All in all, each has specific advantages and drawbacks. Through this article, I knew the Kinect used structured light (http://pages.cs.wisc.edu/~ahmad/kinect.pdf) and I generally knew how the Kinect worked as well as its depth quality from having done previous experiments with it. I wanted to explore a new much smaller (runs on USB), depth sensor that uses a method known as infrared stereo-vision (which is inspired by our human vision system) to derive a depth map. It relies on two cameras and calculates depth by estimating disparities between matching key-points in the left and right images.

I knew the Realsense library had an open source SDK (https://github.com/IntelRealSense/librealsense), however it is written in C++ which means its not the easiest to get started with, to compile, and to document. But recently, they’ve released a NodeJS wrapper which I hope to use to make things easier for me. One of my goals is to figure out how to use the library but also see if I could make it easier to get started with a more familiar drawing library that we know or use.

 

Process

Hour 1 – 4: Getting Intel RealSense Set Up, Downloading and Installing RealSense Viewer, Installing Node-LibRealSense library bindings and C++ LibRealSense SDK, Playing Around With Different Configuration Settings in Viewer

Hour 5: Opening and Running Node Example Code, I see a somewhat complicated example of being able to send RealSense data through websockets, seems promising and I want to try to build my own.

Hour 6: Looking at different frontend libraries or frameworks (React, Electron) before deciding to just plunge in and write some code.

https://gist.github.com/polarizing/4463aacc88c58a9878cb180ad838c777

I’m able to open a context, look through available devices and sensors, get a specific sensor based on the name either “Stereo Module” or “RGB Camera”. Then I can get all the stream profiles for that sensor (there are a lot of profiles, depending on fps, resolution, and type — infrared or depth), but the most basic one that I want is a depth stream of resolution 1280*720 and at 30fps.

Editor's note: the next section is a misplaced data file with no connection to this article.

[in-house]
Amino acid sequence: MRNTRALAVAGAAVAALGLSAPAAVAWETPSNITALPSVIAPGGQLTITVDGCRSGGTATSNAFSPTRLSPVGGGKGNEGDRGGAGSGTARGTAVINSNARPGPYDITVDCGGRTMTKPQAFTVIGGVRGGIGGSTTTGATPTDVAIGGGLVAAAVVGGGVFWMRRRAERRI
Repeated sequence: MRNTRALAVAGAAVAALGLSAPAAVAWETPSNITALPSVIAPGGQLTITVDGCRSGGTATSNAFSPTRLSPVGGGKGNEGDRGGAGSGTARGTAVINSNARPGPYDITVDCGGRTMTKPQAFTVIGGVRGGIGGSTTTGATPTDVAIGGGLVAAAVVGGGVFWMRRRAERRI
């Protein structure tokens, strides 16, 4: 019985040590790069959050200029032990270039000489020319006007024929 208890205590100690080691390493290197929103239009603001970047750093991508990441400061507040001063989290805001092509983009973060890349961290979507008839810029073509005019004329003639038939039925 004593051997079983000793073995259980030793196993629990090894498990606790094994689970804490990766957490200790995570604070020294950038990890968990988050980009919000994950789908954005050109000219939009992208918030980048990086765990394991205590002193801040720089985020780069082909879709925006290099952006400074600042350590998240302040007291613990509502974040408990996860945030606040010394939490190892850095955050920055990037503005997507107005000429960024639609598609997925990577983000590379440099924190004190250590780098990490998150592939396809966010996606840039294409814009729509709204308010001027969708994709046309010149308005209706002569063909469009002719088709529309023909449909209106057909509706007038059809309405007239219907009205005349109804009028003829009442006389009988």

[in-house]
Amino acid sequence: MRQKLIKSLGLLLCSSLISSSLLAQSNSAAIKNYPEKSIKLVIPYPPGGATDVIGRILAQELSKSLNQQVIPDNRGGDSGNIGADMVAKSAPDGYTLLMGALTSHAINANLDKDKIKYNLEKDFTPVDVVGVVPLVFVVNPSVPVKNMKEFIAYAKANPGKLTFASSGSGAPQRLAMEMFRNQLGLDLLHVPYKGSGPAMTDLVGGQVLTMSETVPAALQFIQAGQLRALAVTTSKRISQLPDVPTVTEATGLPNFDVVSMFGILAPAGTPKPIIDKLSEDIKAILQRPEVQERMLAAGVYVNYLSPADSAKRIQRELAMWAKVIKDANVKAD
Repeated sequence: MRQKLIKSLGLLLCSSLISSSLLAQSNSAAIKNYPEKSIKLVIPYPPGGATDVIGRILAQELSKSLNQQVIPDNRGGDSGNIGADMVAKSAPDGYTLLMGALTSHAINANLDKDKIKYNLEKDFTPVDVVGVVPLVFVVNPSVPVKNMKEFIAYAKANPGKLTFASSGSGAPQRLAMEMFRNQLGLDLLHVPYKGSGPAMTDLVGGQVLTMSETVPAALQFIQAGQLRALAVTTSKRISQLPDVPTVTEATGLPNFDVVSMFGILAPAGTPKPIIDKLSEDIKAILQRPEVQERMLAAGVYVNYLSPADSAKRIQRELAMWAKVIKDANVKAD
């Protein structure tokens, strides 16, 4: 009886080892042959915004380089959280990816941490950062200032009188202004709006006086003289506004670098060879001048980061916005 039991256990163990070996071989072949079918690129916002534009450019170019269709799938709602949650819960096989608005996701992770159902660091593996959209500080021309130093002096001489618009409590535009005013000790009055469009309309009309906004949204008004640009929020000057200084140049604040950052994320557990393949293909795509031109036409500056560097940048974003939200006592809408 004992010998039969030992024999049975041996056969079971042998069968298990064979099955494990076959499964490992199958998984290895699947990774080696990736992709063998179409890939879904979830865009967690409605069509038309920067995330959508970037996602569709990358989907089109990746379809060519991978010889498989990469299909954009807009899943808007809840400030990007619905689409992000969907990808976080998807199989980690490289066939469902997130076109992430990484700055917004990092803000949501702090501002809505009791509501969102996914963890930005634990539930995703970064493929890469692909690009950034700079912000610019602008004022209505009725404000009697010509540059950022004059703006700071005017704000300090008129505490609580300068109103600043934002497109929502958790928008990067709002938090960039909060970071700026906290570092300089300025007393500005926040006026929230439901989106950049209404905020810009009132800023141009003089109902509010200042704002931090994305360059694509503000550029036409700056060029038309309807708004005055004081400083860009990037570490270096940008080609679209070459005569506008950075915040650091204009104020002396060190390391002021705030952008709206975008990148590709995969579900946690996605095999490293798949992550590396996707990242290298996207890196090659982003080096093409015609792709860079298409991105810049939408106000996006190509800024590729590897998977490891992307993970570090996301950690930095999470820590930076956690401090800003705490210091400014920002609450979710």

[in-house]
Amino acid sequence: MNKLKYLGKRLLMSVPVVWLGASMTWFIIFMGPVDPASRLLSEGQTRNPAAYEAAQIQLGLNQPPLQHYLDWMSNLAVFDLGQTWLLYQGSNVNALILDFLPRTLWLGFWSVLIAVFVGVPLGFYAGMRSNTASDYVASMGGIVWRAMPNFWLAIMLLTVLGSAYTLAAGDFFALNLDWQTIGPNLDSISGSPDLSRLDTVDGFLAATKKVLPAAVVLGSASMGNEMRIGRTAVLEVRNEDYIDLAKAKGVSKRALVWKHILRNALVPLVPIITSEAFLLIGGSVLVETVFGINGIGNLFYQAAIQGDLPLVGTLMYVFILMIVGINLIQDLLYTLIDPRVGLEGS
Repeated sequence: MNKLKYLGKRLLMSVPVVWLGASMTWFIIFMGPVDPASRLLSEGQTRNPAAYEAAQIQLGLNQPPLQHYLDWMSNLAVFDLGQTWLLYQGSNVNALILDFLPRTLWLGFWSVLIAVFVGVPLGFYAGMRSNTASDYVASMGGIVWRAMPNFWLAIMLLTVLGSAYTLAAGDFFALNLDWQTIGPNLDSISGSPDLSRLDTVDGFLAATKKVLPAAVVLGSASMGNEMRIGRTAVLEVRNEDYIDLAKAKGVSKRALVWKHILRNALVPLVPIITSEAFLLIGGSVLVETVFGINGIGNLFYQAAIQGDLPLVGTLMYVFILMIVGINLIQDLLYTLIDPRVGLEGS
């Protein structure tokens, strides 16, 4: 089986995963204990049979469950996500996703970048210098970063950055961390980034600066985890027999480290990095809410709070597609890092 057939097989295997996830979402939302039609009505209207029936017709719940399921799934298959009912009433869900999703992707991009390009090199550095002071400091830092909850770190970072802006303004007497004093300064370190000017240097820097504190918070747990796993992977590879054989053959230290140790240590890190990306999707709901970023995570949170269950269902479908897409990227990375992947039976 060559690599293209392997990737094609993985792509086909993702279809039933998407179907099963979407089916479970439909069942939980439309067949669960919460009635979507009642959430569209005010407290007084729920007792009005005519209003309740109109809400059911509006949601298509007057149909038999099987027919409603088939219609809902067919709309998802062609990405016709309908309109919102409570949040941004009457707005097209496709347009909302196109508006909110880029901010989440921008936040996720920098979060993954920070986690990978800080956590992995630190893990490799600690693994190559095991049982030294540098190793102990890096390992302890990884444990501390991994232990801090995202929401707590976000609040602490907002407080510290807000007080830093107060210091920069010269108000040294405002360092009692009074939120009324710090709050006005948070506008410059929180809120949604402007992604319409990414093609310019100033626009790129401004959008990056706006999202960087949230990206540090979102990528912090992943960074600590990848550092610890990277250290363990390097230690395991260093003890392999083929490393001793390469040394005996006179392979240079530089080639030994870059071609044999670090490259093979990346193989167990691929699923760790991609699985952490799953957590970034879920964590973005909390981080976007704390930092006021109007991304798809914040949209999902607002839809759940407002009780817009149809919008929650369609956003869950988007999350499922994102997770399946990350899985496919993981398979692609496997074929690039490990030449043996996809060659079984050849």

I can open a connection to the sensor by .open() which opens the subdevice for exclusive access.

Hour 7: Lots of progress! I canstart capturing frames by calling .start() and providing a callback function. A DepthFrame object is passed to this callback every frame which consists of the depth data, a timestamp, and a frame count number. I can then use the Colorizer class that comes with the Node RealSense library to visualize the depth data by tranforming the data into RGB8 format. This has a problem though, as the depth data is 1280*720 = 921600. However, this data is then stored as RGB8 which is 921600 * 3 or 2764800 or 2.76 MB. At 30 frames per second, this would be equivalent to nearly 83MB of data / second! Probably way too much for streaming anything between applications. We can compress this using a fast image compression library called Sharp. We can get quite good results which this. Setting our image quality to 10, we get 23kb per frame or 690 kb / s. Setting our image quality to 25, gets us 49kb per frame or 1.5MB a second (which is quite reasonable). Even at image quality 50, which is 76kb per frame, we can average 2.2MB / s. From this, I estimate it is quite reasonable to stream the depth data within local applications and has potential to even stream over the Internet. I might try that next.

https://gist.github.com/polarizing/12aa720526c91596883da541e584e018

Current Backend Diagram

[Insert Image]

Hour 8 – 9: More progress. I got stuck in a few spots that were sticky situations but ended up getting through it and now we have a quick and dirty working implementation of RealSense through WebSockets. I connected it through using the WebSockets Node library (ws).

Challenges Here + Blob

Hour 8 (backend w/ websockets): https://gist.github.com/polarizing/be9873a9a07d5df2155e7df436dc282d

Hour 9 (connecting w/ p5.js): https://editor.p5js.org/polarizing/sketches/Hyoci5V37

The video below show the color depth image being processed directly in p5.js using a very simple color matching algorithm (showing blue pixels) which gives us a rudimentary depth thresholding technique (this would be much easier to do directly in Node since we have the exact depth values, which we will try later). The second video shows another rudimentary technique of averaging the blue color pixels to get the center mass of the person in the video. Of course, this is all made much easier since we have the depth color image from RealSense. This would not be very possible, at least in a frontend library like p5.js, without sending depth camera information across the network since most computer vision libraries still exist only for backend. This introduces some new possibilities for creative projects using depth camera + frontend creative coding libraries, especially since the javascript is so adept at real-time networking and interfacing.